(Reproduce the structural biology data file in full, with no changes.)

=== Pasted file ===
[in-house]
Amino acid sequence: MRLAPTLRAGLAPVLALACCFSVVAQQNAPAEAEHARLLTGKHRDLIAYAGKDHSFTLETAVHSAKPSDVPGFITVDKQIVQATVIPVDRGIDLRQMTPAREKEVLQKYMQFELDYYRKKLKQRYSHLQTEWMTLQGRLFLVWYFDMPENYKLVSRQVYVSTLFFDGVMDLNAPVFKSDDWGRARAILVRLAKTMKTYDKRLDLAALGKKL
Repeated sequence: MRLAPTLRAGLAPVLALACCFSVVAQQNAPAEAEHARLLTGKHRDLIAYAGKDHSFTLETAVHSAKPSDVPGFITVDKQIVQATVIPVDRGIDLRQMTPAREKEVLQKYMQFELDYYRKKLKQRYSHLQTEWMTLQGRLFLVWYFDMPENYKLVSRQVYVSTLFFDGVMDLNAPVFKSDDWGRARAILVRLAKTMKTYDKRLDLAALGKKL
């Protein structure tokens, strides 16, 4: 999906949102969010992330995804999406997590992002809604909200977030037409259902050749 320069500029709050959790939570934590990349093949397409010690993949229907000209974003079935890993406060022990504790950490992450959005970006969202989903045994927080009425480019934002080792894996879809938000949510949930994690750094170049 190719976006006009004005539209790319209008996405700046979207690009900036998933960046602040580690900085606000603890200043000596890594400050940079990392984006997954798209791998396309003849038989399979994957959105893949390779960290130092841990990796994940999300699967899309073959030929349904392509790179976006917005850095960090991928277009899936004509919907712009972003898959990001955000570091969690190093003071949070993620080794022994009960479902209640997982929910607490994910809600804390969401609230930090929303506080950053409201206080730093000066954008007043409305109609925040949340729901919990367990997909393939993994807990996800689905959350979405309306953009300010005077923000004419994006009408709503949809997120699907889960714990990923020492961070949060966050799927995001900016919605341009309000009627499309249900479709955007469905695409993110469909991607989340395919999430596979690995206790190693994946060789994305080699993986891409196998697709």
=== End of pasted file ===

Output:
[in-house]
Amino acid sequence: MRLAPTLRAGLAPVLALACCFSVVAQQNAPAEAEHARLLTGKHRDLIAYAGKDHSFTLETAVHSAKPSDVPGFITVDKQIVQATVIPVDRGIDLRQMTPAREKEVLQKYMQFELDYYRKKLKQRYSHLQTEWMTLQGRLFLVWYFDMPENYKLVSRQVYVSTLFFDGVMDLNAPVFKSDDWGRARAILVRLAKTMKTYDKRLDLAALGKKL
Repeated sequence: MRLAPTLRAGLAPVLALACCFSVVAQQNAPAEAEHARLLTGKHRDLIAYAGKDHSFTLETAVHSAKPSDVPGFITVDKQIVQATVIPVDRGIDLRQMTPAREKEVLQKYMQFELDYYRKKLKQRYSHLQTEWMTLQGRLFLVWYFDMPENYKLVSRQVYVSTLFFDGVMDLNAPVFKSDDWGRARAILVRLAKTMKTYDKRLDLAALGKKL
């Protein structure tokens, strides 16, 4: 999906949102969010992330995804999406997590992002809604909200977030037409259902050749 320069500029709050959790939570934590990349093949397409010690993949229907000209974003079935890993406060022990504790950490992450959005970006969202989903045994927080009425480019934002080792894996879809938000949510949930994690750094170049 190719976006006009004005539209790319209008996405700046979207690009900036998933960046602040580690900085606000603890200043000596890594400050940079990392984006997954798209791998396309003849038989399979994957959105893949390779960290130092841990990796994940999300699967899309073959030929349904392509790179976006917005850095960090991928277009899936004509919907712009972003898959990001955000570091969690190093003071949070993620080794022994009960479902209640997982929910607490994910809600804390969401609230930090929303506080950053409201206080730093000066954008007043409305109609925040949340729901919990367990997909393939993994807990996800689905959350979405309306953009300010005077923000004419994006009408709503949809997120699907889960714990990923020492961070949060966050799927995001900016919605341009309000009627499309249900479709955007469905695409993110469909991607989340395919999430596979690995206790190693994946060789994305080699993986891409196998697709």